Underwater the diver masters are inattentive and overlooked serious complications. On many dives. The 2 dive groups got intermingled and divers got lost, ending up in the wrong groups. My son encountered an equipment problem during a negative entry dive. During setup, no one had noticed that his manual pull purge valve cord had become entangled and jammed open so that he could not inflate his BC at all. Fortunately I was by his side and was able to fix the issue, but the dive master and the rest of the group were unaware of the issue and we ended up being left behind and eventually stranded/separated from the rest of the group.
    The diving itself in the Galapagos was exhilarating and exceeded our expectations. However the trip was marred by a poor experience with this company.

  3. I have made two trips on the Galapagos Master, and hope next year to do another. I found the crew attentive and professional, the accommodations comfortable (except for the curse of a snoring roommate on my second trip) and the diving extraordinary. Both times the guides were exceptional, committed to maximizing guest’s enjoyment of a truly memorable experience while also properly protecting the environment that brought us there. It’s advanced diving, and you need to be comfortable with strong currents and less than ideal water clarity on some dives, but for any serious diver, the Galapagos has to be first on the bucket list.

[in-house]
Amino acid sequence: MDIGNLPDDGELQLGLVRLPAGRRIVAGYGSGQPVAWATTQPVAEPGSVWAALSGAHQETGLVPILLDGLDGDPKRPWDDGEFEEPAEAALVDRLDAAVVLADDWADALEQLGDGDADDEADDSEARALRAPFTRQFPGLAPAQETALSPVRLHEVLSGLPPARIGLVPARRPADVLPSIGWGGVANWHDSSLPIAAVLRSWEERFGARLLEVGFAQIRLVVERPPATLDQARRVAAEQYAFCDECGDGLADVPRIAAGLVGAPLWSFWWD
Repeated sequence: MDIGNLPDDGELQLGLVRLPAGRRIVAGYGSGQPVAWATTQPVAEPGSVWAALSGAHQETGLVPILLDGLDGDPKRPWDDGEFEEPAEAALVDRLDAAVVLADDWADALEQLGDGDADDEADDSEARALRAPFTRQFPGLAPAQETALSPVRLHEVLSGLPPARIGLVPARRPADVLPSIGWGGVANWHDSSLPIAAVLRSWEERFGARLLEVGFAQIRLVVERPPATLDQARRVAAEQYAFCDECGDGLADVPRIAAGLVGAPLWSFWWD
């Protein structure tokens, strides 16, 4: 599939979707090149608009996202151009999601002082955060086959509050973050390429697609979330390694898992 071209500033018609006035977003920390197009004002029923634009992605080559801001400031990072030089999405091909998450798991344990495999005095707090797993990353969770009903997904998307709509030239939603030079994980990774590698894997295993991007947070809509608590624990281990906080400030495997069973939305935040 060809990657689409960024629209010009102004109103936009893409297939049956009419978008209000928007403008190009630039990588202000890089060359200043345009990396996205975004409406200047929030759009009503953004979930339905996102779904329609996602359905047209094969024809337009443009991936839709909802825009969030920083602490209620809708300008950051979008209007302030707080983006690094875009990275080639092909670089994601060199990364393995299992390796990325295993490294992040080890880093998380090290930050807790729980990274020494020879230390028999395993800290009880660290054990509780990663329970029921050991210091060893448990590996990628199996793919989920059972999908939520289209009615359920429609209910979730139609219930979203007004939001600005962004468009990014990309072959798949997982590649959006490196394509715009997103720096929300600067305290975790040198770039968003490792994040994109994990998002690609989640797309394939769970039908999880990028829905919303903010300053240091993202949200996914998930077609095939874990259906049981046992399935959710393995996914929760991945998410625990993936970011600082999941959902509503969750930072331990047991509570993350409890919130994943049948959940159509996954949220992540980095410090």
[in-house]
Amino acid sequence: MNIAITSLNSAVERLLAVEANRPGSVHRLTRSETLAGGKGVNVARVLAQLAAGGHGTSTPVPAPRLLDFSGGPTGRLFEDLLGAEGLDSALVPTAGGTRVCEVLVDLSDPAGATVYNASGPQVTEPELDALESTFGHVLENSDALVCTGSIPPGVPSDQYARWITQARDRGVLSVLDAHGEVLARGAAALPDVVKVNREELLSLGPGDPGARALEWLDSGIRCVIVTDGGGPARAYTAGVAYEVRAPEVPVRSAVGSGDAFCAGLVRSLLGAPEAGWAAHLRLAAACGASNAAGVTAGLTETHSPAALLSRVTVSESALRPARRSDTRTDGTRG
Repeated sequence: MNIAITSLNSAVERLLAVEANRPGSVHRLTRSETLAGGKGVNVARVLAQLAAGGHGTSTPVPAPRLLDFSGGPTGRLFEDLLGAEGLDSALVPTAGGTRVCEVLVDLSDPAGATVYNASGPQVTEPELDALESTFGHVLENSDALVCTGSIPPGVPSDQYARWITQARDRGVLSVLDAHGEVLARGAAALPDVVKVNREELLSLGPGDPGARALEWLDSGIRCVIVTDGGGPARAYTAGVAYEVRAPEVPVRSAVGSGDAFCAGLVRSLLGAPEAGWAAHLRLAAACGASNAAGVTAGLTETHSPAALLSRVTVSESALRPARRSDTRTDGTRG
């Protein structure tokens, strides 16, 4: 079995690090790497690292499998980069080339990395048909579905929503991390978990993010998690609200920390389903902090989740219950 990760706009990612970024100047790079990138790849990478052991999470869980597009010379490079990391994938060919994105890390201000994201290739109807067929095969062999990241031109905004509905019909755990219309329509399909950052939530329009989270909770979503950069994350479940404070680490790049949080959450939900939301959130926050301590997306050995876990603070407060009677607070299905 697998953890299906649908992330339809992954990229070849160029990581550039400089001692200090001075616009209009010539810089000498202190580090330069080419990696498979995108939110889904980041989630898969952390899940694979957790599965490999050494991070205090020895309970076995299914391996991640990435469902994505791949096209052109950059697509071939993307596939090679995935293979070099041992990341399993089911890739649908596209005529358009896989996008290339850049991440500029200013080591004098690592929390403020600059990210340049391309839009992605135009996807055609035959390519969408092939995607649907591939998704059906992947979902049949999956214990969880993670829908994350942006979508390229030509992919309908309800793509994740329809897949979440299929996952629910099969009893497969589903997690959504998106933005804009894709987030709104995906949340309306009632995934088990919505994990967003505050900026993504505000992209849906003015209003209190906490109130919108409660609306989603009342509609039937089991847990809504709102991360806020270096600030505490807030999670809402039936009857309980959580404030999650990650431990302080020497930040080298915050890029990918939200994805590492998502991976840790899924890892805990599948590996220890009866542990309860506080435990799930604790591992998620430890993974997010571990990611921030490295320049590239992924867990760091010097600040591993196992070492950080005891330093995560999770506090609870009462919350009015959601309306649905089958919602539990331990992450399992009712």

4. This company has no regard for the safety of its passengers.

    Trip to Darwins Arch, No Life jackets provided, guests asked the driver to back away from Darwins and just ignored buy the driver.

    Due to the drivers incompitence a wave capsized the zodiac and my wife got trapped underneath suffering a near drowning incident, lost thousands of dollars of camera no compensation offered for the loss or trauma, she has not dived since.